Federal Judge Tanya Pratt dismissed the suit against all three men. In 2013, Pratt dismissed the suit against Beth, ruling that he had no duty to care for Spierer. Spierer's parents had alleged in the suit that Beth had assumed "duty of care" for her when he offered her a place to sleep and then escorted her to Jason Rosenbam's apartment." The judge said on public policy that it would dissuade people from rendering assistance to someone that's obviously sick on the side of the road, that's lost in the street," said Beth's attorney Greg Garrison. "You dissuade folks from being involved at all by punishing them if somebody decides later on that they didn't do enough." In 2014, Judge Pratt dismissed the suit against the other two, stating: "Unfortunately, there could be any number of theories as to what happened to Lauren and what, if any, injuries she may have sustained. Without evidence to prove these theories, it would be impossible for a jury to determine if whatever happened to Spierer was a natural and probable consequence of her intoxication, without any other intervening acts that would break the causal chain." Spierer's parents have appealed the ruling.
Lawyers for the men have stated that their clients have cooperated fully with police and the private investigators hired by the Spierer family, and that all of them have passed private polygraphs. "They've been interviewed and interviewed and interviewed, and to say they've been less than forthcoming is just not accurate," said Chapman, who represents Beth and Rohn.
In April 2015, the Bloomington Police Department announced that they were investigating a possible link between Lauren's disappearance and the murder of another IU student, Hannah Wilson. Wilson went missing on April 24, 2015, after visiting the same bar that Spierer was at the night she disappeared. Wilson was last seen getting into a taxi in front of Kilroy's and driving away. Her body was found the next morning in Brown County, Indiana. A local man named Daniel Messel was arrested for the murder after his cell phone was discovered near the body. Spierer's parents have previously stated that they do not believe Lauren's disappearance was a random abduction. In July 2015, private investigator Bo Dietl concluded that the two cases are unrelated and any similarities between the two cases are coincidental.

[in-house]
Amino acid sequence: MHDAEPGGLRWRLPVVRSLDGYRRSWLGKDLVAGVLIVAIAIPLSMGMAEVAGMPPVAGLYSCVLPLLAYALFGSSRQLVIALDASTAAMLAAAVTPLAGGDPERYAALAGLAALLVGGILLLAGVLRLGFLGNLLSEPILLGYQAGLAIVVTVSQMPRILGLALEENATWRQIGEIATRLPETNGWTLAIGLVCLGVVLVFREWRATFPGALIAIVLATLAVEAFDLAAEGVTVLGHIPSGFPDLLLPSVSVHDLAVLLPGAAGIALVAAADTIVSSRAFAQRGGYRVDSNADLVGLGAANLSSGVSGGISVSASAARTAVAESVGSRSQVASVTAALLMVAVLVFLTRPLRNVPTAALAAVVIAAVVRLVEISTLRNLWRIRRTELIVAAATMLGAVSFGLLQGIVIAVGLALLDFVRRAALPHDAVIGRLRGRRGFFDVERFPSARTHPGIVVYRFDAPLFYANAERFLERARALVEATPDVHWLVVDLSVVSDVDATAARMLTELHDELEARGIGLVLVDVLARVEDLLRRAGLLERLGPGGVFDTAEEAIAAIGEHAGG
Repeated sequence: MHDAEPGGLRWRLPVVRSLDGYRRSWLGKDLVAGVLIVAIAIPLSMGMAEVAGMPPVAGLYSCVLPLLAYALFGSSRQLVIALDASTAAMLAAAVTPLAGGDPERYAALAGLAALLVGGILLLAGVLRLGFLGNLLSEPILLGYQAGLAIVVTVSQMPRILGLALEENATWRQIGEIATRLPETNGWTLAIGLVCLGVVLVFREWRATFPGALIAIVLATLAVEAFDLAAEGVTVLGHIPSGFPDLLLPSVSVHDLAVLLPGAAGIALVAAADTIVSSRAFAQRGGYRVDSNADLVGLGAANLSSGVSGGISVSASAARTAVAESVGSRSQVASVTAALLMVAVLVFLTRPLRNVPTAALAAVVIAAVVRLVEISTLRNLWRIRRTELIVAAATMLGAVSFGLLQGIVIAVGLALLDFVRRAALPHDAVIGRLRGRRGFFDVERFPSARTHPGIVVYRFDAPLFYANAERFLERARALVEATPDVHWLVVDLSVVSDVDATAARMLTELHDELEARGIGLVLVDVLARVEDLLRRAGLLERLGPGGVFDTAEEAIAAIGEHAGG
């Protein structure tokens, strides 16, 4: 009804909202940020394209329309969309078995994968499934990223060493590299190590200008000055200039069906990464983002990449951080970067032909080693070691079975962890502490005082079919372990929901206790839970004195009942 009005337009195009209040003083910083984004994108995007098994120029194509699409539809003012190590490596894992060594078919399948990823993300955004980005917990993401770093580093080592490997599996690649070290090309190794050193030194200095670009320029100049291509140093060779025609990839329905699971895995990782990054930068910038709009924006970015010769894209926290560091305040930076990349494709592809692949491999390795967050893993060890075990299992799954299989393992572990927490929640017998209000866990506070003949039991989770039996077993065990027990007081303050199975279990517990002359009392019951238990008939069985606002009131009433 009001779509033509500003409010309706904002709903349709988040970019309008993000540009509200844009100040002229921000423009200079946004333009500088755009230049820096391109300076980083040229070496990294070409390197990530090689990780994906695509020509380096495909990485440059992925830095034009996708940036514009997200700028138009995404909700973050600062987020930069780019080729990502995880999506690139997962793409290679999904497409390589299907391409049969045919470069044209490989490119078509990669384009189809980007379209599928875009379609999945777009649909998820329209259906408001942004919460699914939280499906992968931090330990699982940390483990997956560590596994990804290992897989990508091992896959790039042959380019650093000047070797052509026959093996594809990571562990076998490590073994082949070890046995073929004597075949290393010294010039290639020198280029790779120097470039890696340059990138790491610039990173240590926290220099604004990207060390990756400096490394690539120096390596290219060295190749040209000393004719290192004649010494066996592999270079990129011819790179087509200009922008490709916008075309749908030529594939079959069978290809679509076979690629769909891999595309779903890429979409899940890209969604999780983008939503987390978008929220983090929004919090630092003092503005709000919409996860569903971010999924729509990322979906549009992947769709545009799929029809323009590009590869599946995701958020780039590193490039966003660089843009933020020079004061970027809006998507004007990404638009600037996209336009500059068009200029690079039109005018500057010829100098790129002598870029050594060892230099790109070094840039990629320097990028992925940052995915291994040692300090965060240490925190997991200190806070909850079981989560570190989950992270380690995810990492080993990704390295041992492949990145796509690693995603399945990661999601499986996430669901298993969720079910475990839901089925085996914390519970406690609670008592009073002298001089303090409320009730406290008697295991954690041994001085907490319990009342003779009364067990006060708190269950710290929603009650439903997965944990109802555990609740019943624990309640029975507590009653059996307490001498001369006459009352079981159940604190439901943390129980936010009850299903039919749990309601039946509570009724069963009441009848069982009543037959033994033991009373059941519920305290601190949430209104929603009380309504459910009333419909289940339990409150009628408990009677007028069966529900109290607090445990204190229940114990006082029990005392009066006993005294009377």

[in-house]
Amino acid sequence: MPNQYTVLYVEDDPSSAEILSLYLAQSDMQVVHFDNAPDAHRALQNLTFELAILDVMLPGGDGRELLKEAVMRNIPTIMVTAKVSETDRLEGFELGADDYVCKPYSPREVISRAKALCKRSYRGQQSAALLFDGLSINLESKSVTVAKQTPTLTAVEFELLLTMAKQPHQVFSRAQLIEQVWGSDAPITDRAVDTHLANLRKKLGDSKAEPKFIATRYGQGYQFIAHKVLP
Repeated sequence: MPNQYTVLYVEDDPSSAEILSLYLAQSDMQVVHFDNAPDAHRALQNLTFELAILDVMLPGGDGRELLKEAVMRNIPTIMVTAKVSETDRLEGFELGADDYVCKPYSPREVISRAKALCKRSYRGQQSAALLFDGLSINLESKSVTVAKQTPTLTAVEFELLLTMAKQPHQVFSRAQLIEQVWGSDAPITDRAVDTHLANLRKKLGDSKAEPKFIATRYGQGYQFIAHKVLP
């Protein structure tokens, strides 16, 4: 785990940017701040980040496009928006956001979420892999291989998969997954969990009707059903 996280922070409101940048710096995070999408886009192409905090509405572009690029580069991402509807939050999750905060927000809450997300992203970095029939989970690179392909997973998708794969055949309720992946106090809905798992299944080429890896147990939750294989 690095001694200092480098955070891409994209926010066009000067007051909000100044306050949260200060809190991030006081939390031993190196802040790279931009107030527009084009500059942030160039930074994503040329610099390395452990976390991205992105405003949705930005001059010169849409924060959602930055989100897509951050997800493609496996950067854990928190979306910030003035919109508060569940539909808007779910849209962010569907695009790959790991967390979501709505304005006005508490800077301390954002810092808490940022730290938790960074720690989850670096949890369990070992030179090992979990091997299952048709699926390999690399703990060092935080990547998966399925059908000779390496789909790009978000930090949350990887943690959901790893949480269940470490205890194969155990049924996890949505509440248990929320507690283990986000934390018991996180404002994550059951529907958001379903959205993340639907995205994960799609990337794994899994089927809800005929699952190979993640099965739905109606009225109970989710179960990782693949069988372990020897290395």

On January 28, 2016, the FBI and other police agencies investigated a property in the 2900 block of Old Morgantown Road in Martinsville, Indiana. According to a statement released by the FBI, the investigators were "following up on leads and tips in Morgan County today regarding the disappearance of Lauren Spierer". Investigators searched the property with cadaver dogs, which indicated potential evidence. Anthropologists conducted a dig, but found nothing.
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The 20-year-old had been arrested for public intoxication nine months before her disappearance...